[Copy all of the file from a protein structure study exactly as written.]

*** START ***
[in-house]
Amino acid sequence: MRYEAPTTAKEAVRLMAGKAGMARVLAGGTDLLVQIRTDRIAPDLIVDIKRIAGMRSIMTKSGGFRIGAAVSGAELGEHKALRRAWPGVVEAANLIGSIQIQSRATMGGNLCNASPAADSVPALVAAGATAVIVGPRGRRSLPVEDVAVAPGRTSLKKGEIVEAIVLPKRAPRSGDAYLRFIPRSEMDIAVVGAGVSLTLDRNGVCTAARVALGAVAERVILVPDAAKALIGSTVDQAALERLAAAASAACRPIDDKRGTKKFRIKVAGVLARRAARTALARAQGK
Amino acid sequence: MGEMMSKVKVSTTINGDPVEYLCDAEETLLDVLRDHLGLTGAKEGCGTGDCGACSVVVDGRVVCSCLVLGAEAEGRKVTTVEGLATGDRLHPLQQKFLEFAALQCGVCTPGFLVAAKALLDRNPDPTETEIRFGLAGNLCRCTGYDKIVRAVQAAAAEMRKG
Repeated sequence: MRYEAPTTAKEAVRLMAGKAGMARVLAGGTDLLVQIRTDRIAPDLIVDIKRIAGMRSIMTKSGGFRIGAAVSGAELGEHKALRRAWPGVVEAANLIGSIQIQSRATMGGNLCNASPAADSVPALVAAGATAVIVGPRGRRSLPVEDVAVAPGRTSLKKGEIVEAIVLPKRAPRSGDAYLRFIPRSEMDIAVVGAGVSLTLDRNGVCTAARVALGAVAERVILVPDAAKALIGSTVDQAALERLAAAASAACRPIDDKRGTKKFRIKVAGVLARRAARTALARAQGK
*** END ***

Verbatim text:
[in-house]
Amino acid sequence: MRYEAPTTAKEAVRLMAGKAGMARVLAGGTDLLVQIRTDRIAPDLIVDIKRIAGMRSIMTKSGGFRIGAAVSGAELGEHKALRRAWPGVVEAANLIGSIQIQSRATMGGNLCNASPAADSVPALVAAGATAVIVGPRGRRSLPVEDVAVAPGRTSLKKGEIVEAIVLPKRAPRSGDAYLRFIPRSEMDIAVVGAGVSLTLDRNGVCTAARVALGAVAERVILVPDAAKALIGSTVDQAALERLAAAASAACRPIDDKRGTKKFRIKVAGVLARRAARTALARAQGK
Amino acid sequence: MGEMMSKVKVSTTINGDPVEYLCDAEETLLDVLRDHLGLTGAKEGCGTGDCGACSVVVDGRVVCSCLVLGAEAEGRKVTTVEGLATGDRLHPLQQKFLEFAALQCGVCTPGFLVAAKALLDRNPDPTETEIRFGLAGNLCRCTGYDKIVRAVQAAAAEMRKG
Repeated sequence: MRYEAPTTAKEAVRLMAGKAGMARVLAGGTDLLVQIRTDRIAPDLIVDIKRIAGMRSIMTKSGGFRIGAAVSGAELGEHKALRRAWPGVVEAANLIGSIQIQSRATMGGNLCNASPAADSVPALVAAGATAVIVGPRGRRSLPVEDVAVAPGRTSLKKGEIVEAIVLPKRAPRSGDAYLRFIPRSEMDIAVVGAGVSLTLDRNGVCTAARVALGAVAERVILVPDAAKALIGSTVDQAALERLAAAASAACRPIDDKRGTKKFRIKVAGVLARRAARTALARAQGK